1980’s The Nearest Fire is the second volume in Cherry Wilder’s Torin series.
Yolo Harn is principled and inflexible. Her righteous fury leads to an angry assault, a crime Yolo will regret for the rest of her life. Regardless of her motivation, assault is assault. Nothing for it but to send her off to prison.
Offered a poisoned amnesty, one that would trade a jail term for lifelong vassalage, Yolo sticks to her principles and declines the offer. Affronted, officials send Yolo away, to serve out her term in distant Itsik, the worst prison colony on Torin.
That act of spite places Torin’s destiny in Yolo’s hands.
Temper and inflexible principles aside, Yolo has many endearing qualities. She soon makes friends and allies within the prison bureaucracy. Unfortunately, that does not make life at the prison much safer or more pleasant. The prospect of spending years at Itsik is unappealing. Small surprise that Yolo’s thoughts turn to escape. But life as a fugitive would present its own challenges, so Yolo defers action.
Her hand is forced by the arrival of Tsorl-U-Tsorl, former Deputy of Tsagul. Cast out of office on trumped-up charges, Tsorl-U-Tsorl arrives in bad health; he also faces a possible death sentence. Affronted by official mistreatment of a man whom her foster-father revered, Yolo orchestrates escape from Itsik for herself and Tsorl-U-Tsorl.
The escape is dangerous; at best, the two will end up on distant and forbidding Tsabeggan, a desolate volcanic island populated by hostile natives. Or they could die at sea. Still, escape with a chance of death is better than imprisonment and imminent death (for Tsorl-U-Tsorl at least).
What the escapees do not know is that Tsabeggan has acquired some new inhabitants: Torin’s very first extra-Torinian visitors. Visitors from the stars. Yolo makes friends with the visitors and even learns their language. She may have lost her place in Torinian society, but on Tsabeggan she finds a new one.
Thanks to the lone human castaway whose adventures were detailed in The Luck of Brin’s Five, Torin’s rulers are well aware that off-world humans have discovered their world. The question is how best to manage contact to avoid catastrophic disruption. Sign treaties with the off-worlders? Ignore them? Lure them into an ambush and kill them out of hand?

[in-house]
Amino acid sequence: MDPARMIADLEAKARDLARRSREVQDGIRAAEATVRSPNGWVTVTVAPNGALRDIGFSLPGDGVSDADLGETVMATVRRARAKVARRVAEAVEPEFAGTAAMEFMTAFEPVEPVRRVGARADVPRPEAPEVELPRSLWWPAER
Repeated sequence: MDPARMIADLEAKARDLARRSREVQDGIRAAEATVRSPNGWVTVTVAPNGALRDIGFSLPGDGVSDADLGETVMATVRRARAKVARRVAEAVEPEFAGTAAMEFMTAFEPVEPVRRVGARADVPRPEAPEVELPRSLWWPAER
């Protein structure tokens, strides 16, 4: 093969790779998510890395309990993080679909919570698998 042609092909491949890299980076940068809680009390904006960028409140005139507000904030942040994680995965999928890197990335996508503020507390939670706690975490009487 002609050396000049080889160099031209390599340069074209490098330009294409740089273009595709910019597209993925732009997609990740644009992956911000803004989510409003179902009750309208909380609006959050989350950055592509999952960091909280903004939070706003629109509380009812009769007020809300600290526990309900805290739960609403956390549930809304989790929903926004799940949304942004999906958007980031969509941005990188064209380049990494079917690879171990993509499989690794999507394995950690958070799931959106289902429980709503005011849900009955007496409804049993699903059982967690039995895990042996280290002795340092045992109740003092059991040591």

Yolo’s background has hardly prepared her to serve as interstellar diplomat and yet that’s the very role that fate seems to have chosen for her.
A steadfast embrace of principle, consequences be damned … just the thing one needs for successful diplomacy. Yolo is well supplied with intransigence. The results make for an exciting narrative.
I don’t know if I am reading more into the text than the author intended, but I began to wonder if Torin’s rulers are so cautious about high technology because they had it at one point (and learned to rue their tools). Bits of Torinian technology seem oddly advanced. Although I suppose Earth would look like an odd mix of basic and advanced technology to a visitor.
Many SF authors opt for aliens who are essentially the same as humans, save for the odd pair of rubber ears or nose appliances. Wilder has selected a different model for her Torinians. Torinians, for example, are marsupials, which makes birth considerably less dangerous for them. Another major difference between humans and Torinians is that while human gender differences are usually set at birth, Torinians are more plastic. Ingestion of the right herbs in the right quantity can shape growth. Torinian society features a caste of women who have chosen to become both sterile and unusually strong.
Unlike most first contact stories, this narrative is recounted from a non-human perspective. What humans take as perfectly normal seems odd — even terrifying (bloody, painful human birth, as witnessed by Yolo). The prospect of co-existence with interstellar visitors (or possibly invaders) may or may not be good for Torin . What may save the humans from an ignominious end is a pervading feature of Torin society: family is more a matter of choice than of blood. Even the bizarre visitors can be adopted into a clan.
I could not help but compare this series to Cherryh’s Chanur series, which also features first contact with isolated humans as told from the alien point of view. Wilder’s setting can be dangerous to humans, but, on the whole, Torin appears a much safer place for stray humans than Cherryh’s Compact Space. If you enjoyed the Chanur novels (or didn’t, but found the central idea intriguing), and you do like stories about people forging bonds across differences, consider this series.
As far as I can tell, The Nearest Fire is out of print.
1: The rulers do not distinguish between “good for Torin” and “good for Torin’s rulers.”